Early History of the Lincoln Motorcar Company




Henry Martyn Leland
1843-1932

To fully appreciate and understand the history of the Lincoln Motorcar and the Company, you must first look at its founder, Henry Martyn Leland. Born February 16, 1843 to parents Leander and Zilpha Leland in Barton, Vermont he was raised in a devoutly Christian household in a strict and frugal manner with an active sense of morality. His being named Henry Martyn after the noted British missionary in India provides some insight to his upbringing. At a little over the age of 14 in Worcester, Massachusetts, Leland went to work as an apprentice mechanic in the textile industry at the Crompton-Knowles Loom Works. As the US Civil War broke out, Leland attempted to enlist in the Union Army but was denied because of age. Leland idolized the new President Abraham Lincoln and the profound belief of the Union’s cause. However, his skills were not overlooked and he was first assigned to supply a Blanchard lathe to the Springfield Armory and was eventually employed there as an expert mechanic. This becomes a significant part of Leland’s professional training as it exposed him to mass production and interchangeability. Interchangeability and precision was the corner stones of what made American machine tools the premier in the world, especially when applied to firearms and munitions. At the end of the Civil War, Leland was laid off from the Armory, but was quickly hired by the Colt gun factory in Hartford, Connecticut where he spent two years making precision his “all consuming goal.” On November 7, 1869 Leland’s only son Wilfred was born and would later play important roles in several business ventures to include Lincoln.


After Colt, Leland landed a position with the well-known company of Brown and Sharpe, a world leader in the machine tool and measurement industry. During the last half of the 1880’s, Leland would travel around the mid west of the United States as a sales representative to machine tool companies providing advice and selling products. One such visit was to George Westinghouse who was failing in manufacturing precision air brake assemblies for the railroad, that is until Leland came along. Leland, in 1890 finally was able make a long time ambition come true when he along with two partners founded a machine shop under the name Leland, Faulconer, and Norton. The company was slightly reorganized when Norton left the company in 1894 and was now just Leland and Faulconer. Wilfred, now in his early twenties was also part of the firm. The company excelled at manufacturing steam and gas engine parts mainly for the marine industry.

In 1899, Ransom Olds approached Leland and Faulconer for the manufacture of transmission gears as he had tried on his own and failed. Olds eventually gave orders for complete engines under identical specifications to both the Leland and Faulconer machine shop and to a shop run by John and Horace Dodge. The Leland and Faulconer engines were rated at 3.7 HP vs. the Dodge Brother’s version at 3.0 HP. The difference was attributed to precision machining. Once during an auto show in Detroit, the two engines were running “side-by-side” with gauges showing identical performance. A man appeared from the crowd and showed the senior Mr. Leland that the Leland and Faulconer engine had a brake mechanism attached to the engine to slow it down to match the speed of the untampered Dodge brother’s engine. The mysterious man from the crowd would later be realized by Leland as Henry Ford.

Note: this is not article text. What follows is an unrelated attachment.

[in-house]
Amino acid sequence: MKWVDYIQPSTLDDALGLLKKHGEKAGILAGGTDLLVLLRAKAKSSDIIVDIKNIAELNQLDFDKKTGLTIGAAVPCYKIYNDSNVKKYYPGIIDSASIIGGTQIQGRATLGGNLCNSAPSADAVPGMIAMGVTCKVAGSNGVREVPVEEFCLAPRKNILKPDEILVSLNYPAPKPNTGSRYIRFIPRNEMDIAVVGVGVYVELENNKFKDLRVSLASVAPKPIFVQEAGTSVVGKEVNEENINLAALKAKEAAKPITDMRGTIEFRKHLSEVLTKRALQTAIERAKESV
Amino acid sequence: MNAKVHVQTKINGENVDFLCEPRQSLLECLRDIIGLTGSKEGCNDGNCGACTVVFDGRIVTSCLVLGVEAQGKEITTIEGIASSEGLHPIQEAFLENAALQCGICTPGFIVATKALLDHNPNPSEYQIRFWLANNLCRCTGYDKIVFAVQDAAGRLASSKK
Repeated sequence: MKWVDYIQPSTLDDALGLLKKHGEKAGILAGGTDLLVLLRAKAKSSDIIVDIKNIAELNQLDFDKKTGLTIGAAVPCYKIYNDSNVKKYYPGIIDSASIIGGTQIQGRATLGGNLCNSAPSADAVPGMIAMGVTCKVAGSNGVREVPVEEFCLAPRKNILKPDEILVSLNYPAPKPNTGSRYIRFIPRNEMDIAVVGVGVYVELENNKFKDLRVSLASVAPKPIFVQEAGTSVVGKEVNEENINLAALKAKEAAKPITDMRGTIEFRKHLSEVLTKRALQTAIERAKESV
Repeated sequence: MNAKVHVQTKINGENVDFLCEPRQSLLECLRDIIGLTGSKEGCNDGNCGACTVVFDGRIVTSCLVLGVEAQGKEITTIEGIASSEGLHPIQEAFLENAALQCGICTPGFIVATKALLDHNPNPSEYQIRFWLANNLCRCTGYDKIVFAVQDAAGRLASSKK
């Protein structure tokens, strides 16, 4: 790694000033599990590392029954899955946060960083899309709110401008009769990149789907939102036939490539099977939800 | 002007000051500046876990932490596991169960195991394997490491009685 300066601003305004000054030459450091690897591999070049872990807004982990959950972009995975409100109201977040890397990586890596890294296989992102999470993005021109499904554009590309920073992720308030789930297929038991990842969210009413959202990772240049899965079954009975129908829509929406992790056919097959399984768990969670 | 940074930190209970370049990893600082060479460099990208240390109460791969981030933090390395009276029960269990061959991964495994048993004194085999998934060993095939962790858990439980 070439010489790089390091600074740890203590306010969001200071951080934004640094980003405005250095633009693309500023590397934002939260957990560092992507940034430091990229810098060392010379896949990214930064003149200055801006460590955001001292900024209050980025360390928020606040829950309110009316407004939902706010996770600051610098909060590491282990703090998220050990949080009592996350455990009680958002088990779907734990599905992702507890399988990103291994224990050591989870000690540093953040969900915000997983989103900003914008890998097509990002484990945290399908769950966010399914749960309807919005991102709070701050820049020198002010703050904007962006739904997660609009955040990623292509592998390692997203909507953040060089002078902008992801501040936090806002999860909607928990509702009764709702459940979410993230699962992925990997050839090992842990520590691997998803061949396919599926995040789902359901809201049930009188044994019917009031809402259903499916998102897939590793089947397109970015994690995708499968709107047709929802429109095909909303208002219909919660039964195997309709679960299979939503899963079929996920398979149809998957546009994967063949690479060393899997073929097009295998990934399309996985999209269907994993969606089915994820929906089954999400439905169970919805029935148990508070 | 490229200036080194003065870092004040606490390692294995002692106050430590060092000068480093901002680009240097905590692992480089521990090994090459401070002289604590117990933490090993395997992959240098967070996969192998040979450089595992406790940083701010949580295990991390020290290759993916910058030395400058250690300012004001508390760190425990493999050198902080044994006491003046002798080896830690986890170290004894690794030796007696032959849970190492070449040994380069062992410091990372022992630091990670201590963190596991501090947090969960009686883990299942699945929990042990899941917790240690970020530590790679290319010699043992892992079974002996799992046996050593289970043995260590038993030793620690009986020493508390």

In the early summer of 1902, William Murphy representing a group of stockholders of an automobile company approached Leland to advise them on manufacturing their “motorcarriage.” The company was the Henry Ford Company. The stockholder’s complaint was that Ford was tinkering and trying to make a racecar and the investors wanted to manufacture a car for profit. Upon the entrance of Leland, Ford left the Company with great disgust, agreeing on only a small cash settlement and insisted on changing of the company name. Rather than disbanding, Leland convinced the Board to keep the company intact and true to his sense of tradition it was named after the French founder of the city of Detroit, the Cadillac Automobile Company. The arrangement was to be like that with Olds, Leland and Faulconer would supply engines to Cadillac. The car itself was designed by L & F employees Alanson Brush, Ernest Sweet and Frank Johnson. This arrangement however was not satisfactory to Cadillac who within a year urged Leland to merge with them. In October 1905, Faulconer was bought out, Henry Leland took over as General Manager and Wilfred was assigned as assistant Treasurer (under Murphy) of Cadillac. Under Leland’s management, Cadillac won the coveted British Dewar Trophy based on interchangeability.